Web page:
Upcycling is often thought of as a refining process, the act of making something into a more elegant and acceptable form with a greater inherent value. This artistic wood table by Thomas Forsyth, cobbled together from pieces of other used tables and chairs, challenges that definition of ‘upcycle’ and suggests that there can be artistic ways to transform old objects and used materials into new and abstract household items as creative as they are useful.
To begin with, the legs of the table are connected at odd angles and make it seem as if the furniture itself were on the move, walking or growing or evolving as it goes. As with its Frankensteinian parts, the table also seems to defy easy typecasting – is it a dining, smoking, tavern or other type of table, or just a surreal combination?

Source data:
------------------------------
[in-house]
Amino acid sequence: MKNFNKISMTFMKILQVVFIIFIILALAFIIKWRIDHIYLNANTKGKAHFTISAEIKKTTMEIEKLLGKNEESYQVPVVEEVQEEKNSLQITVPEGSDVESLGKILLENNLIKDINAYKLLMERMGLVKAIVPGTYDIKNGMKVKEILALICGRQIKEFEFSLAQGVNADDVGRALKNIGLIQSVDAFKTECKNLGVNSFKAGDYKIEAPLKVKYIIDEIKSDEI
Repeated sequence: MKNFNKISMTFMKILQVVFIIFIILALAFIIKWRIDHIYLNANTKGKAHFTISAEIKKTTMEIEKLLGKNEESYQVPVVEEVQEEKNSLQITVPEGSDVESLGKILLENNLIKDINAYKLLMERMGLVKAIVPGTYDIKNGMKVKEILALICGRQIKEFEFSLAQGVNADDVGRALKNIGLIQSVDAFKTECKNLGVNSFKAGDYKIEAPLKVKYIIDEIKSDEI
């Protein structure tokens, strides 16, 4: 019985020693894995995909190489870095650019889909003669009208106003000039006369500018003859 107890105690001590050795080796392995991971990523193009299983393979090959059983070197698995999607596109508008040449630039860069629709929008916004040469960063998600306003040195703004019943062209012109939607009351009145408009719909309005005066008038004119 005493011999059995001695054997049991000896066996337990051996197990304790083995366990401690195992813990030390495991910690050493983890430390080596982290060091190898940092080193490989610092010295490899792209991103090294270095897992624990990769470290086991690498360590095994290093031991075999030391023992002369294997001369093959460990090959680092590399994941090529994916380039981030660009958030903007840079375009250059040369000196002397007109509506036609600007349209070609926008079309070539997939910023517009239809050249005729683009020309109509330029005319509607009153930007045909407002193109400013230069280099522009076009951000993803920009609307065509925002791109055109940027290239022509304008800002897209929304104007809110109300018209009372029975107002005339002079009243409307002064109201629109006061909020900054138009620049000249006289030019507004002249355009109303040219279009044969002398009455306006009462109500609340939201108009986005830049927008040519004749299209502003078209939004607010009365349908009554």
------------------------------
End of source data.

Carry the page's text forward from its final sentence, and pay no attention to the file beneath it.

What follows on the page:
Adding to the layered pieces of oak and pine are other scraps of times past, from aged coins and keys to other pieces and parts of furniture objects now lost. Whether or not you would buy and use such a table, the design begs the question: what is the value of an antique and is it tied to the original form or the objects that are part of it?